Oct 30, 2009 12:10 PM
rating: 2
 
Rob_in_CT

Following up, here's a picture:

http://sports.yahoo.com/mlb/players/7104/photos/im:urn:new
sml:sports.yahoo,getty:20050301:mlb,photo,7fe6aec0a8059f49
b42c610c0ce836bb-getty-92343117mh193_philadelphia_:1

He sure looks way out of the baseline and unable to reach the base (not that he tried).

Oct 30, 2009 12:27 PM
rating: 2
 
dzahniser

A billboard isn't big enough to hold all of the extra and too-big words Christina Kahrl uses.

Oct 30, 2009 12:19 PM
rating: 2
 
Carewfan29

The Ryan Howard line drive catch didn't look obvious to me either way, so I won't spaz at the Umpires on that one.

Loved how the TV crew wet themselves praising the Jeter bunt attempt. LOL. That was a horrible at bat. Why give up an out intentionally there when they have a .330 hitter and a man on 2nd with a lead?

Oct 30, 2009 12:34 PM
rating: 1
 
BP staff member Joe Sheehan
BP staff
(17)

Long links make BP pages cry. Please use one of the link-masking sites. Thanks.

Oct 30, 2009 12:36 PM
 
Rob_in_CT

I assume that was directed at me. Sorry, will do next time.

Oct 30, 2009 12:38 PM
rating: 0
 
Dr. Dave

Both of us.

Unfortunately, link-masking sites... mask links. I won't follow a link at work if I can't see where it goes in advance. Is it that hard to make a web page wrap long words properly?

Oct 30, 2009 14:17 PM
rating: 0
 
Mike Kastellec

If you are worried about such things, tinyurl.com allows you to create an intermediate page with a preview of the link. Your link would look like this: http://preview.tinyurl.com/yafs3cv

Oct 31, 2009 07:10 AM
rating: 0
 
Dr. Dave

Thanks, Mike -- a very useful tip.

Oct 31, 2009 08:37 AM
rating: 1
 
jlefty

McCarver said something along the lines of "You don't often see Jeter make a bad play... That was a bad play." I don't know what praise you're talking about.

Oct 30, 2009 13:51 PM
rating: 0
 
monkeyfly78

Hard to fault the 1B ump or lack of replay system on the line drive call. Although the 1b ump was the closest, he probably had the worst view of it from behind. And I can't think of a replay system where they could reverse a call on the field without seriously screwing the runner. That's one we probably just have to let go. Does anyone know if a runner who leaves early on a caught ball, like Posada on the line drive, can be tagged out while standing on the other base? Doesn't that play require an appeal to 1B?

Oct 30, 2009 13:48 PM
rating: 0
 
jlefty

He doesn't have a right to 2nd base, so he may as well not even be on it. The tag is just as good as touching 1st.

Oct 30, 2009 13:53 PM
rating: 0
 
jkaplow21

Utley loast that battle because the ump was calling the outside ball a strike all night.

http://assets.sbnation.com/assets/199011/Utley.jpg

It is tough to hit Mariano when you have to swing at balls and hope that they fall in. Burnett lived on the ball is really a strike all night and Mariano got that call against Utley and Howard.

Oct 30, 2009 14:07 PM
rating: 0
 
flyingdutchman

Utley has been killed by called strikes on outside pitches in this series. The 2nd pitch of that AB was, what, at least the 3rd but maybe the 4th bad call off the plate to Utley?
I believe this is happening because Utley stands close to the plate, and the umpires are adjusting their reference points based on where Utley is, not where the plate is. The two or three calls Marte got the other night were just complete BS, and you can't look at these calls in a vacuum, especially when we're talking about a World Series team's best hitter.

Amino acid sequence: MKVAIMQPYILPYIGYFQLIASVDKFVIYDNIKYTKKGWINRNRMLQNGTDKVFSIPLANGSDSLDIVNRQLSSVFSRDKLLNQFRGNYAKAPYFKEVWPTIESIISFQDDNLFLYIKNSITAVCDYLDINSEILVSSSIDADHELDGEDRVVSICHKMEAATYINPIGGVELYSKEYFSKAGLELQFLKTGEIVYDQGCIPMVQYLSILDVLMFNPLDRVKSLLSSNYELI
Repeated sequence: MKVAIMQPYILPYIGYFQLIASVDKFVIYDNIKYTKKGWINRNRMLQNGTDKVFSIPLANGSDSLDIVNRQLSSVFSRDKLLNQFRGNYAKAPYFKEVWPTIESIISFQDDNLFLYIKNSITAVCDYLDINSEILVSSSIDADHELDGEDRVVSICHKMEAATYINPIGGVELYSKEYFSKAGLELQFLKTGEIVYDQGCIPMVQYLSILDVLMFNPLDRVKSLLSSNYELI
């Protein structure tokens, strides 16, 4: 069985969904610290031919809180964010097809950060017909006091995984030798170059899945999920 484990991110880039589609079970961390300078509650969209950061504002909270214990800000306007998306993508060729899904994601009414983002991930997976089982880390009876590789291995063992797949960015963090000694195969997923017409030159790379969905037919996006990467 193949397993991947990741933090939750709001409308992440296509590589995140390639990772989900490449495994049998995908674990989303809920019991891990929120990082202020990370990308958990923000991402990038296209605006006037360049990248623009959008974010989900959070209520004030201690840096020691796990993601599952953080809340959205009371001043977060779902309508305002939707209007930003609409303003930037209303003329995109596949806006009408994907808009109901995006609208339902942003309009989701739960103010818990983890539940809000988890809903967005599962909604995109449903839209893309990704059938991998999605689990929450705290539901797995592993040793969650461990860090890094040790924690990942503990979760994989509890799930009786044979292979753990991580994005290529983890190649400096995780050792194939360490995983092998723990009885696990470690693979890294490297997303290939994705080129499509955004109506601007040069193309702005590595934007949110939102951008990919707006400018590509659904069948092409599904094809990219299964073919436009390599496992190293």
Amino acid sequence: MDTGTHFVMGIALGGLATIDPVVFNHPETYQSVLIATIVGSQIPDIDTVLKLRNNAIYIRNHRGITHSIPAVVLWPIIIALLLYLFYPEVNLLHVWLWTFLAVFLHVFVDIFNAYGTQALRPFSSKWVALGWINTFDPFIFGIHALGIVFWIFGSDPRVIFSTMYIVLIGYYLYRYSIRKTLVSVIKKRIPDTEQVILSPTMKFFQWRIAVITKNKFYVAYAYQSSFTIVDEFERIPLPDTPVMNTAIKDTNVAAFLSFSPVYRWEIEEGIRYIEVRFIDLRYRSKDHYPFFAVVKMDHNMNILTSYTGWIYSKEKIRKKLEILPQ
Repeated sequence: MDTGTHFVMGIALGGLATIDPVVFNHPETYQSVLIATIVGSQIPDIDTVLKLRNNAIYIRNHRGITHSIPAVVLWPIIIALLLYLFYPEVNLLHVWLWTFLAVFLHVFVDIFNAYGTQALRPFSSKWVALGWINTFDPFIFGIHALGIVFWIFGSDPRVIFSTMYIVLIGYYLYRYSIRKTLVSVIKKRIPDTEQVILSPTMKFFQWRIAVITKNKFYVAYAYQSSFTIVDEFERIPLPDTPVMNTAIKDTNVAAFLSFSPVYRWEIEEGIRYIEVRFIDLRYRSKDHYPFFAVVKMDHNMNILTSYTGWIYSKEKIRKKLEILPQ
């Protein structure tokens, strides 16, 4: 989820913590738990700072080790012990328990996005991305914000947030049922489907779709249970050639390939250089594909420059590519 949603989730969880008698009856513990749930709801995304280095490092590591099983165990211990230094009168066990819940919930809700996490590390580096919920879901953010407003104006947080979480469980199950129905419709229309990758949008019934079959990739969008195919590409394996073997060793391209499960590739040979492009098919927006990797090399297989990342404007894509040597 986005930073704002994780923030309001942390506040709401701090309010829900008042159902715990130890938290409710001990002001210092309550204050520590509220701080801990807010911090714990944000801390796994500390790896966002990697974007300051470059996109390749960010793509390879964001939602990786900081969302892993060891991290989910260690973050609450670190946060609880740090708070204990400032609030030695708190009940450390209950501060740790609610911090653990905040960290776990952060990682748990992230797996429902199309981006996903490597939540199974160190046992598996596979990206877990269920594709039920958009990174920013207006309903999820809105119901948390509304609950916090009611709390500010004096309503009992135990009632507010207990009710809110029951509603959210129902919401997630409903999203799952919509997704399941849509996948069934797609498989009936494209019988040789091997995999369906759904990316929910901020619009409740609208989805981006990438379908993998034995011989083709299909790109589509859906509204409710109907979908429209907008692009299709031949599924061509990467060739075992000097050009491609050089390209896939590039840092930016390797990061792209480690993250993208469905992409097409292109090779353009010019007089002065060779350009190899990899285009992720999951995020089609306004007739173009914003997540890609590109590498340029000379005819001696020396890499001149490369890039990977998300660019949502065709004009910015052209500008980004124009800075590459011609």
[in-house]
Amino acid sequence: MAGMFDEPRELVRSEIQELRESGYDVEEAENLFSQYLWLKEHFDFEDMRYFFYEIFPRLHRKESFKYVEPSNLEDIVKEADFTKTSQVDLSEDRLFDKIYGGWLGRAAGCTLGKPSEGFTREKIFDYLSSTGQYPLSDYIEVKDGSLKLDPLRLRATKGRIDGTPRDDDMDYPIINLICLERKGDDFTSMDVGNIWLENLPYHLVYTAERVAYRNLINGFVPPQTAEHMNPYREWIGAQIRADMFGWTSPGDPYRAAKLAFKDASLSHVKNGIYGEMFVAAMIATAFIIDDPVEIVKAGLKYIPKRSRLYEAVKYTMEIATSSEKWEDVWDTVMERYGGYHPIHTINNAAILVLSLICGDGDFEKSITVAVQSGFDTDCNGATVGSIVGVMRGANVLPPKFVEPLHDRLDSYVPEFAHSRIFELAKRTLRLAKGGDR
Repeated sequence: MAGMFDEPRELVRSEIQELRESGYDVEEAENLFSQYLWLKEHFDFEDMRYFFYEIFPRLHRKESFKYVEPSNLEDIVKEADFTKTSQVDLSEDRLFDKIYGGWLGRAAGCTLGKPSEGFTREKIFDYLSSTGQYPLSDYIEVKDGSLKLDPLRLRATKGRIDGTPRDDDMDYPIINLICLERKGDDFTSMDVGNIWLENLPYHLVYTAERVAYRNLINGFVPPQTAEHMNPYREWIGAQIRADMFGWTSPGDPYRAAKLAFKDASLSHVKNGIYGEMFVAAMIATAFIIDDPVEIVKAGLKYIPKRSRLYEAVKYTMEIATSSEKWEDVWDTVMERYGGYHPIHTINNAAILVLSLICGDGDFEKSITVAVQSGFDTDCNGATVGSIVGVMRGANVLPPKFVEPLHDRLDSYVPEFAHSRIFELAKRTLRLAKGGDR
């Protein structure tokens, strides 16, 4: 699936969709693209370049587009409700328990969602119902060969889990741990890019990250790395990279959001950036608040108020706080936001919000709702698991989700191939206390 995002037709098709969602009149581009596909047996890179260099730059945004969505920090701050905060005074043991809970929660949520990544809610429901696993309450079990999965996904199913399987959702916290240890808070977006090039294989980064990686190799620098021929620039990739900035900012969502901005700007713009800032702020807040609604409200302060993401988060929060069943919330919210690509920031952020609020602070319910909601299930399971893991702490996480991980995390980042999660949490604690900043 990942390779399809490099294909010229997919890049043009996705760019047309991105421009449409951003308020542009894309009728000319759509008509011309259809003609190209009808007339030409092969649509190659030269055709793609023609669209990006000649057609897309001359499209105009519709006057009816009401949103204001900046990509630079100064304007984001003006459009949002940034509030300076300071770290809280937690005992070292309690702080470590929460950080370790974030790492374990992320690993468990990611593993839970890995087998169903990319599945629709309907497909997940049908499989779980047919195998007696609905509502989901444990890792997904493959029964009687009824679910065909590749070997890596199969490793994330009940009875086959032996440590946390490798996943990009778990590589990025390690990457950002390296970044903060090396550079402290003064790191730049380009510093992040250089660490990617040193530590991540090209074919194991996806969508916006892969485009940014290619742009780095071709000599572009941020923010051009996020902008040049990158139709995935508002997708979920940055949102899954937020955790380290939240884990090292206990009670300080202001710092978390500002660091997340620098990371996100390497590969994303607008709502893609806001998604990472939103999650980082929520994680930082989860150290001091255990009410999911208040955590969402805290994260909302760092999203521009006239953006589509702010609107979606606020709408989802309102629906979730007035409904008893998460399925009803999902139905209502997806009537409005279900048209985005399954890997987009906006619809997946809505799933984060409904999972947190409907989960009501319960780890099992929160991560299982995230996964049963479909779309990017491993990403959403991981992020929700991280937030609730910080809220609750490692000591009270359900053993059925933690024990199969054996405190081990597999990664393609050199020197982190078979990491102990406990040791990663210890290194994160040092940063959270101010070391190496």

On a website that debates endlessly a decision to bunt that maybe affected the outcome by a fraction of a percentage point, you would think there would be more attention paid to a hitter of Utley's stature being pulled from a hitter's count into a hole because the umpire can't be bothered to pay attention to the bright white, 17-inch wide slab of rubber that is 6 feet from his face.

Utley's 2009 splits:
1-0 Count 1.007
2-0 Count 1.516
3-0 Count 1.778
0-1 Count 1.094
1-1 Count .963
2-1 Count .581
3-1 Count 1.379
0-2 Count .850
1-2 Count .593
2-2 Count .590
Full Count .692

It matters, and it matters way more than Jeter bunting or not bunting. Bring on the machines, because this is not a job that humans with job security can do.

By the way, how about that OPS on 2-1 counts? I'm going to go out on a limb and say that Utley is not actually a .581 OPS hitter in 2-1 counts.

Oct 30, 2009 15:11 PM
rating: 1
 
Richard Bergstrom

Burnett was getting that outside strike all night with that little curve away from the left-handed hitters.

On another note, I don't have a wide screen TV, so FoxTrax's strike zone is chopped off on outside pitches.

Oct 30, 2009 17:18 PM
rating: -1
 
yankee

I could see the umpires blowing the Ryan Howard play (difficult angle,etc.,) and for a second I thought the Yankee DP with Utley was a "makeup call", a common occurrence in the NBA. I'm a Yankee fan but Utley was safe. One could argue about the home plate umpire on balls and strikes, but it's a discussion that leads nowhere. For myself the only sour note was McCarver going on and on about sending the runners with Utley at the plate. From McCarver's tone one would think it was a moral absolute. McCarver aside, I think that after two games the Phillies look to have a better all-around ball club. Better defense and nice offensive balance. Some of the Yankee hitters are acting as if they have never seen a change up before.

Oct 31, 2009 10:14 AM
rating: 0